Toolchains to the rescue!
Luckily, the solution is right at our disposal. In fact, the "Compiling Sources Using A Different JDK" guide of the Maven Compiler Plugin starts with it:
The preferable way to use a different JDK is to use the toolchains mechanism.
So what exactly is a toolchain? The same guide, a few lines later, summarises:
A toolchain is a way to specify the path to the JDK to use for all of those plugins in a centralised manner, independent from the one running Maven itself.
The last part of that sentence is very important, so let me stress that once more: a toolchain is independent from the one running Maven itself.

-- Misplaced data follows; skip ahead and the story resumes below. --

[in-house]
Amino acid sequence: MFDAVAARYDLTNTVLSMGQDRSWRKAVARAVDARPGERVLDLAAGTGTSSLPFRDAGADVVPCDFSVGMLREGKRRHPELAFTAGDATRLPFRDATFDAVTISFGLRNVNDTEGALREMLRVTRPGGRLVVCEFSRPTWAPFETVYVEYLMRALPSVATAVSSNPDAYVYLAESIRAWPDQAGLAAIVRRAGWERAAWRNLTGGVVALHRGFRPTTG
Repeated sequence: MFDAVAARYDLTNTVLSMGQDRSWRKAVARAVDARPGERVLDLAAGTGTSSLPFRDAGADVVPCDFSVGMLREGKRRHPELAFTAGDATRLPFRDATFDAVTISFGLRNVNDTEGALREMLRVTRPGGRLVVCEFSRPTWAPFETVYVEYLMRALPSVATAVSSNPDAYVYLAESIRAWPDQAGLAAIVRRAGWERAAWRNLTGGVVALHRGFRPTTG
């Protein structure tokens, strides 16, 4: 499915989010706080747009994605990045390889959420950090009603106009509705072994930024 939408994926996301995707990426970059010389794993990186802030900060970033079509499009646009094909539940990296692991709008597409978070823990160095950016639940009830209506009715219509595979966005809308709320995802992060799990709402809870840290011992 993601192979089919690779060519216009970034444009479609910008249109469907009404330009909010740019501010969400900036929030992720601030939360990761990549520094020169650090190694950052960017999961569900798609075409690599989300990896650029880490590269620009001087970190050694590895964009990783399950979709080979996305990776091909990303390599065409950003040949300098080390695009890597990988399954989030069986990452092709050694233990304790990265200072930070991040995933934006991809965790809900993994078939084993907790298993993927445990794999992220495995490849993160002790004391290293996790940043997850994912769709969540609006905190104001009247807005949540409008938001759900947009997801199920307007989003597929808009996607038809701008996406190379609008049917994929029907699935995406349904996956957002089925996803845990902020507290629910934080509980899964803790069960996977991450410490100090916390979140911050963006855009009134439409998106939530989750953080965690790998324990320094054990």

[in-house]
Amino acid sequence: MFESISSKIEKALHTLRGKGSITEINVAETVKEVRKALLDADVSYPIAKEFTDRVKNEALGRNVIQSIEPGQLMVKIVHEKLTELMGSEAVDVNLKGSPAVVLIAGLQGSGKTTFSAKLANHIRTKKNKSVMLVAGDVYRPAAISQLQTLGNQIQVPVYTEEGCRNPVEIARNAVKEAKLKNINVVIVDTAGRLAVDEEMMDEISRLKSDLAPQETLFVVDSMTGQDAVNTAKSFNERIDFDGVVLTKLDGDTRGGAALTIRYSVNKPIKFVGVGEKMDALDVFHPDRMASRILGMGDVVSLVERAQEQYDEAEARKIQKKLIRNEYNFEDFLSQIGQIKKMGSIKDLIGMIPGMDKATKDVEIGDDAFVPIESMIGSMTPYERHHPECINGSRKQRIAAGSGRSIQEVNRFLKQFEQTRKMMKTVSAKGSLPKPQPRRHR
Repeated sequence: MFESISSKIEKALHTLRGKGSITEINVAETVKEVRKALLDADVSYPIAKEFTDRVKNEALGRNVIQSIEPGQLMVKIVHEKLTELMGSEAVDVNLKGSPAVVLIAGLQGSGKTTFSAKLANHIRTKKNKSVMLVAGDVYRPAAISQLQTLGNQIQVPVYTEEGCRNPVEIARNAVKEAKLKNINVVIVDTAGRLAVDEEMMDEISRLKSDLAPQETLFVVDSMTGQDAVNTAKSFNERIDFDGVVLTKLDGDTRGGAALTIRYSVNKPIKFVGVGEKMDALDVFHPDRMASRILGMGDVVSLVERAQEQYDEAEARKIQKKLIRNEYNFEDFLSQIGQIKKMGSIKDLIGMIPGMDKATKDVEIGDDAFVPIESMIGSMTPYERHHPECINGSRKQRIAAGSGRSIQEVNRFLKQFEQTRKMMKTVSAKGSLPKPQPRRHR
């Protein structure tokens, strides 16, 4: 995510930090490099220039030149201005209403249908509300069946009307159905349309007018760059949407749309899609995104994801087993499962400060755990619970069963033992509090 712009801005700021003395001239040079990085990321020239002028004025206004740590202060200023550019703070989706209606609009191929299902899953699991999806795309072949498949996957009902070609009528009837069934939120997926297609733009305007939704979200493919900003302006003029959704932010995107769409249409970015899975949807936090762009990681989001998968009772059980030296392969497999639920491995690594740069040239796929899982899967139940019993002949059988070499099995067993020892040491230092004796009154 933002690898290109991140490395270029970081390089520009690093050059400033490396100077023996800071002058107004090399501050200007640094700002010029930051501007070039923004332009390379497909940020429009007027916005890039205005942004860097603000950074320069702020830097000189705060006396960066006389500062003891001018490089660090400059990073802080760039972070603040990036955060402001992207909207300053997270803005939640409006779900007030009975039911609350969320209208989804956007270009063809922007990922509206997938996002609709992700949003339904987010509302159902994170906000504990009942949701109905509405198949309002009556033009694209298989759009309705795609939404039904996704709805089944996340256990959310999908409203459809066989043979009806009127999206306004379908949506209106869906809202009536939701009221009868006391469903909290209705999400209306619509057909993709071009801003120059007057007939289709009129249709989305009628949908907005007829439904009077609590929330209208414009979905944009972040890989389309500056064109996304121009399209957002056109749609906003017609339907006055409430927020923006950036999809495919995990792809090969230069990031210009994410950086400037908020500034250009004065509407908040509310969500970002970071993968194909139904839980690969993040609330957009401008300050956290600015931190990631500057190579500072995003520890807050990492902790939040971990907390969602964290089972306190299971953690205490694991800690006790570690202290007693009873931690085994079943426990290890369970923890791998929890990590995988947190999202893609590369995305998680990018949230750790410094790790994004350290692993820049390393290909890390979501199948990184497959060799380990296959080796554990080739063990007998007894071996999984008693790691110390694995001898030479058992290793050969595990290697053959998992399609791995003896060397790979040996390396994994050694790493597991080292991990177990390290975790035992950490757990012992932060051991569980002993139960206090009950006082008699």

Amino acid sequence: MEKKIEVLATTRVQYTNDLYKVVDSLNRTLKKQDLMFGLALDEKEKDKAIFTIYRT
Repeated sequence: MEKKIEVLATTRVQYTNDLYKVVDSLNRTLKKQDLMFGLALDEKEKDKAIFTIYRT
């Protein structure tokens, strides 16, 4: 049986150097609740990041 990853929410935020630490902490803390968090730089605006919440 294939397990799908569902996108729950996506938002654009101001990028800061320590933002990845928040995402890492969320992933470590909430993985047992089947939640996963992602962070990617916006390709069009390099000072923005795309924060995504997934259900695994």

So, how do we employ this?
First, we use the toolchain goal of the Apache Maven Toolchains Plugin to check that the toolchains requirements for a project can be satisfied using the configured toolchains:
<project> <!-- omitted for brevity --> <build> <plugins> <plugin> <groupId>org.apache.maven.plugins</groupId> <artifactId>maven-toolchains-plugin</artifactId> <version>3.0.0</version> <configuration> <toolchains> <!-- this project needs a JDK toolchain, version 17 --> <jdk> <version>17</version> </jdk> </toolchains> </configuration> <executions> <execution> <goals> <goal>toolchain</goal> </goals> <!-- the toolchain goal binds to the validate phase automatically --> </execution> </executions> </plugin> </plugins> </build> </project>
The above snippet says: we specify that the project needs a toolchain of type JDK with version 17. If we try to build the project again, the build still fails, but the message is different: